In both low and high income majority-Black communities, traditional bank branches are 50 percent more likely to close than in white communities. The result is that nearly 50 percent of Black Americans are unbanked or underbanked, and many pay more than $2,000 in fees associated with subprime financial institutions. Over their lifetime, those fees can add up to as much as two years of annual income for the average Black family.

The U.S. Postal Service can and should meet this crisis by providing competitive, low-cost financial services to help advance economic equality. We call on President Biden to appoint new members to the Postal Board of Governors so that the Post Office can do the work of providing essential services to every American.

Fair Housing

Across the country, millions of people are living in communities of concentrated poverty, including 26 percent of all Black children. The Biden administration should again implement the 2015 Affirmatively Furthering Fair Housing rule, which required localities that receive federal funds for housing to investigate and address barriers to fair housing and patterns or practices that promote bias. In 1980, the average Black person lived in a neighborhood that was 62 percent Black and 31 percent white. By 2010, the average Black person's neighborhood was 48 percent Black and 34 percent white. Reinstating the Obama-era Fair Housing Rule will combat this ongoing segregation and set us on a path to true integration.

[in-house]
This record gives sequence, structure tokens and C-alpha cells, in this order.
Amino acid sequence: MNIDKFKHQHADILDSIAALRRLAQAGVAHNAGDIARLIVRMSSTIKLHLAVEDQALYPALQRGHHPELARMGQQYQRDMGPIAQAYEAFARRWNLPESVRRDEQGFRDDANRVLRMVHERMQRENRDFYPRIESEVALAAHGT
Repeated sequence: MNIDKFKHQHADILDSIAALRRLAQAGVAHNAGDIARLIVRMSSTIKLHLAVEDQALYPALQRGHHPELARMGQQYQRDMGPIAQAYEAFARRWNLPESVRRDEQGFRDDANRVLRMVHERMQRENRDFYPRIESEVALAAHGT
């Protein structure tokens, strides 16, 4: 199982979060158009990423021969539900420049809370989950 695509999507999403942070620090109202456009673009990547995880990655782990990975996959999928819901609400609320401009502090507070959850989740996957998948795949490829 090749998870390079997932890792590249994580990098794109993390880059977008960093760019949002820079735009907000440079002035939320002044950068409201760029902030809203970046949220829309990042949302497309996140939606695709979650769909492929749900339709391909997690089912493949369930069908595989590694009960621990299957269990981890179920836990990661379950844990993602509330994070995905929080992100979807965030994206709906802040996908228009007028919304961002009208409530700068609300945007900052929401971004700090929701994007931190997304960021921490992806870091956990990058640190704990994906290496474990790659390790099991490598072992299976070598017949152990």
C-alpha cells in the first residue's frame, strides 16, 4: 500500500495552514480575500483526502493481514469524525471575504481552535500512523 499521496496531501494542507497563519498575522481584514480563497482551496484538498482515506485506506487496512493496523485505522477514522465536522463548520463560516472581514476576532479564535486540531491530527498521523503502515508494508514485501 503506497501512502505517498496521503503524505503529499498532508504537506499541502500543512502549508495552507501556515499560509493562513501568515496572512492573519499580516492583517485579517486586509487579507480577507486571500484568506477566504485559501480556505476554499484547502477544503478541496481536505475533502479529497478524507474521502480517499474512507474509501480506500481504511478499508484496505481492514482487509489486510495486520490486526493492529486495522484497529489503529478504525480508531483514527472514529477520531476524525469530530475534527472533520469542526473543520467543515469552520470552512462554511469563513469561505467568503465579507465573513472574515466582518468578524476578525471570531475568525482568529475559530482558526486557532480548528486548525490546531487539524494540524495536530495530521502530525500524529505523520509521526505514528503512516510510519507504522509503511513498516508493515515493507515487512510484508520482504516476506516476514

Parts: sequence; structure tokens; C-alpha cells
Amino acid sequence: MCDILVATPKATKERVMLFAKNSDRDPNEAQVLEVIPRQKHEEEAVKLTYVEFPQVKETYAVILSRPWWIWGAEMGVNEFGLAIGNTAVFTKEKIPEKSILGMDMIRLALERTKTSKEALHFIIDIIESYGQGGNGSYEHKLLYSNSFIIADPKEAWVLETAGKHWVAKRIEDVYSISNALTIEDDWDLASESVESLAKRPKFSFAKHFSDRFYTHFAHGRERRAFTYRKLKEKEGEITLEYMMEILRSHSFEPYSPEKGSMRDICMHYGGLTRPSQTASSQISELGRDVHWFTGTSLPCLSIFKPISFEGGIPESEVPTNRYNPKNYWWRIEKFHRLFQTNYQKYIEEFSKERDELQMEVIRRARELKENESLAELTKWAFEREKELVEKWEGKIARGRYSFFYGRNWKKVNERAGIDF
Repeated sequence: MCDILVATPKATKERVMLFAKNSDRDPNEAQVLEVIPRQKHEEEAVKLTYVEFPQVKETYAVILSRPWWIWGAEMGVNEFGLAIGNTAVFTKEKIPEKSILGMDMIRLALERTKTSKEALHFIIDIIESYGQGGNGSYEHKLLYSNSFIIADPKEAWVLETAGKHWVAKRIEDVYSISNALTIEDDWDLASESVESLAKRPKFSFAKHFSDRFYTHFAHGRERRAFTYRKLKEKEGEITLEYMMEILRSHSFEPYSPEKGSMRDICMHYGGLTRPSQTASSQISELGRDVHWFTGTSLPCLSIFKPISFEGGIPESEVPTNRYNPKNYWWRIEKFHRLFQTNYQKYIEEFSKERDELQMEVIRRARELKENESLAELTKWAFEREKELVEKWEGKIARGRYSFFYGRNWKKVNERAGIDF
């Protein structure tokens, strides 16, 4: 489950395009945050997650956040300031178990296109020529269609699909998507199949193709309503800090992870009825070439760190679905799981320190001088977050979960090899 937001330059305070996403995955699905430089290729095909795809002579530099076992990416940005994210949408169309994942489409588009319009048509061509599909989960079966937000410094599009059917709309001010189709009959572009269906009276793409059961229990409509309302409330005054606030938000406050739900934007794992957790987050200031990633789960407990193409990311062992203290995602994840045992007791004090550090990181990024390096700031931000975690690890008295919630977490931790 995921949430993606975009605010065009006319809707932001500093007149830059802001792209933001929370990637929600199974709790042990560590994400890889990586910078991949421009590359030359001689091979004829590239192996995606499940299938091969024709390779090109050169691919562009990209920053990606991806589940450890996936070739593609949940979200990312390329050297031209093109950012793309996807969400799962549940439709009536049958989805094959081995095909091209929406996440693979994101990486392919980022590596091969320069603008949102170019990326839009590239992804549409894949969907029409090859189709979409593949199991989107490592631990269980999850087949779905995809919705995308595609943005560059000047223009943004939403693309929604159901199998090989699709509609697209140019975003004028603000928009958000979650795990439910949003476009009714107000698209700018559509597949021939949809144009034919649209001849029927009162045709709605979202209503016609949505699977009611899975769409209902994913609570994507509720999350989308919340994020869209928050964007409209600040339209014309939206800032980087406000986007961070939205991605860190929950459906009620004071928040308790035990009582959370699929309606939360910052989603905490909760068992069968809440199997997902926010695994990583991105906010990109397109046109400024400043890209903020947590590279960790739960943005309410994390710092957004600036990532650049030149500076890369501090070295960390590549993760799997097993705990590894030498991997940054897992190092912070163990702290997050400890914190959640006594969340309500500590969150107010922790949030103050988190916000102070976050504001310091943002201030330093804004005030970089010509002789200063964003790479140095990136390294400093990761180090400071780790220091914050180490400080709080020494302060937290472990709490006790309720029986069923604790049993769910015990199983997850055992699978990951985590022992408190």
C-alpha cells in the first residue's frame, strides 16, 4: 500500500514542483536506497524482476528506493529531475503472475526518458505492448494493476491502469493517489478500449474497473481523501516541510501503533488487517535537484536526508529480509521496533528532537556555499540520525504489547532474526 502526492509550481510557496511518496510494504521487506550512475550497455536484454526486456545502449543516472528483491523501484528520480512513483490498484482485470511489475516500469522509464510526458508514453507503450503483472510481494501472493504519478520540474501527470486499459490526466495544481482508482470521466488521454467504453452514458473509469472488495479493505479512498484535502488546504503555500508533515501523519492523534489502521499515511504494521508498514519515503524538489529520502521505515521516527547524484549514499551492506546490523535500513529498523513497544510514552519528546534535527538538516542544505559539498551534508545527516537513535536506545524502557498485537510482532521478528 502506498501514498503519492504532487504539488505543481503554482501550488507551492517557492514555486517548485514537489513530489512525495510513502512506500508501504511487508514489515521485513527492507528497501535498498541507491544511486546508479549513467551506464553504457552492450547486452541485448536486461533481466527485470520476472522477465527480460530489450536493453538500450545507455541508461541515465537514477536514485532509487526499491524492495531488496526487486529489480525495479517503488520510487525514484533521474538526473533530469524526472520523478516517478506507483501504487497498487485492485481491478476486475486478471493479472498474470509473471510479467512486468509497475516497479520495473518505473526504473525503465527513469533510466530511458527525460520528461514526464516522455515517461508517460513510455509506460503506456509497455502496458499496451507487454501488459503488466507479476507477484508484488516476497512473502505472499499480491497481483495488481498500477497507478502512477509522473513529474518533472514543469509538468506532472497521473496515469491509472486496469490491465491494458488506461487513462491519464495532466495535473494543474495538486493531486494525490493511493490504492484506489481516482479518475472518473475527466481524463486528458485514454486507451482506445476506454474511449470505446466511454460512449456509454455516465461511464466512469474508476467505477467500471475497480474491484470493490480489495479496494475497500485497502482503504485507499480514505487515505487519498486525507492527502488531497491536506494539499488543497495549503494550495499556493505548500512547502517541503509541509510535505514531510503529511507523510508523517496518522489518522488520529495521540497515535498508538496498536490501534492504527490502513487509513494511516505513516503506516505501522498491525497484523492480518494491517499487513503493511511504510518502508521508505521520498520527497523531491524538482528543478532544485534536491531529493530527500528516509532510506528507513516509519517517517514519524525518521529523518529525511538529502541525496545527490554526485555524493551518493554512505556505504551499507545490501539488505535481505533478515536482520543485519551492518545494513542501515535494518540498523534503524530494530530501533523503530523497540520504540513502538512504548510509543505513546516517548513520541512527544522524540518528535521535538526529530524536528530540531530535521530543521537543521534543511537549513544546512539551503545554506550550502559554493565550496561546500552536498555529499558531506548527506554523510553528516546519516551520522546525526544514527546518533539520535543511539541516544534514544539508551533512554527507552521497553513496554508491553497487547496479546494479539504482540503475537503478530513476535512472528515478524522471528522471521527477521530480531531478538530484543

Congress should also pass the American Housing and Economic Mobility Act, or a similar measure, to finally redress the legacy of redlining and break down the walls of segregation once and for all.

Broadband Access

To realize broadband's potential to benefit our democracy and connect us to one another, all people in the United States must have equal access and broadband must be made affordable for the most vulnerable. Yet today, 15 percent of American households with school-age children do not have subscriptions to any form of broadband, including one-quarter of Black households (an additional 23 percent of African Americans are “smartphone-only" internet users, meaning they lack traditional home broadband service but do own a smartphone, which is insufficient to attend class, do homework, or apply for a job). The Biden administration, Federal Communications Commission, and Congress must develop and implement plans to increase funding for broadband to expand universal access.

Enhanced, Refundable Child Tax Credits

The United States faces a crisis of child poverty. Seventeen percent of all American children are impoverished — a rate higher than not just peer nations like Canada and the U.K., but Mexico and Russia as well. Currently, more than 50 percent of Black and Latinx children in the U.S. do not qualify for the full benefit, compared to 23 percent of white children, and nearly one in five Black children do not receive any credit at all.